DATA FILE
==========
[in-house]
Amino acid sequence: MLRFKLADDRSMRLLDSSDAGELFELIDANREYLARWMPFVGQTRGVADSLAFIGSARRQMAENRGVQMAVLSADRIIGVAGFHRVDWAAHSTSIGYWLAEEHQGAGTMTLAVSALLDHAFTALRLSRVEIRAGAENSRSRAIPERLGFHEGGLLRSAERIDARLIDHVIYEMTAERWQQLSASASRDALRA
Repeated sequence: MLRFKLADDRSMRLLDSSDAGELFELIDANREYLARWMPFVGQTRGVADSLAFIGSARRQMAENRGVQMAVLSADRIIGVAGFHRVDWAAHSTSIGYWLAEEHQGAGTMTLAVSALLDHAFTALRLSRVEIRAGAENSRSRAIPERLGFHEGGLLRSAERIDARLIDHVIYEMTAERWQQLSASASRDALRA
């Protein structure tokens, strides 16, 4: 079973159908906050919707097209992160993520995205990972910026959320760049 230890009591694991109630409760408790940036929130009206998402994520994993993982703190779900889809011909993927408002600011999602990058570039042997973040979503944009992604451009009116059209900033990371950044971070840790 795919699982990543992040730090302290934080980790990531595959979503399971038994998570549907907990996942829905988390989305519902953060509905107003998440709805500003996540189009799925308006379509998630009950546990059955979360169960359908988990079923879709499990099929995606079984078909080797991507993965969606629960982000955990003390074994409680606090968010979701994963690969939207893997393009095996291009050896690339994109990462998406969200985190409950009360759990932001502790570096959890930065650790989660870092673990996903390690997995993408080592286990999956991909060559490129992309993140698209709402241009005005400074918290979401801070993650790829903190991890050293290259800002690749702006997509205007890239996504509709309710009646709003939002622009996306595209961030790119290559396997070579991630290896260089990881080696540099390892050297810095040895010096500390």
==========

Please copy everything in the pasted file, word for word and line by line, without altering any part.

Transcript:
[in-house]
Amino acid sequence: MLRFKLADDRSMRLLDSSDAGELFELIDANREYLARWMPFVGQTRGVADSLAFIGSARRQMAENRGVQMAVLSADRIIGVAGFHRVDWAAHSTSIGYWLAEEHQGAGTMTLAVSALLDHAFTALRLSRVEIRAGAENSRSRAIPERLGFHEGGLLRSAERIDARLIDHVIYEMTAERWQQLSASASRDALRA
Repeated sequence: MLRFKLADDRSMRLLDSSDAGELFELIDANREYLARWMPFVGQTRGVADSLAFIGSARRQMAENRGVQMAVLSADRIIGVAGFHRVDWAAHSTSIGYWLAEEHQGAGTMTLAVSALLDHAFTALRLSRVEIRAGAENSRSRAIPERLGFHEGGLLRSAERIDARLIDHVIYEMTAERWQQLSASASRDALRA
């Protein structure tokens, strides 16, 4: 079973159908906050919707097209992160993520995205990972910026959320760049 230890009591694991109630409760408790940036929130009206998402994520994993993982703190779900889809011909993927408002600011999602990058570039042997973040979503944009992604451009009116059209900033990371950044971070840790 795919699982990543992040730090302290934080980790990531595959979503399971038994998570549907907990996942829905988390989305519902953060509905107003998440709805500003996540189009799925308006379509998630009950546990059955979360169960359908988990079923879709499990099929995606079984078909080797991507993965969606629960982000955990003390074994409680606090968010979701994963690969939207893997393009095996291009050896690339994109990462998406969200985190409950009360759990932001502790570096959890930065650790989660870092673990996903390690997995993408080592286990999956991909060559490129992309993140698209709402241009005005400074918290979401801070993650790829903190991890050293290259800002690749702006997509205007890239996504509709309710009646709003939002622009996306595209961030790119290559396997070579991630290896260089990881080696540099390892050297810095040895010096500390």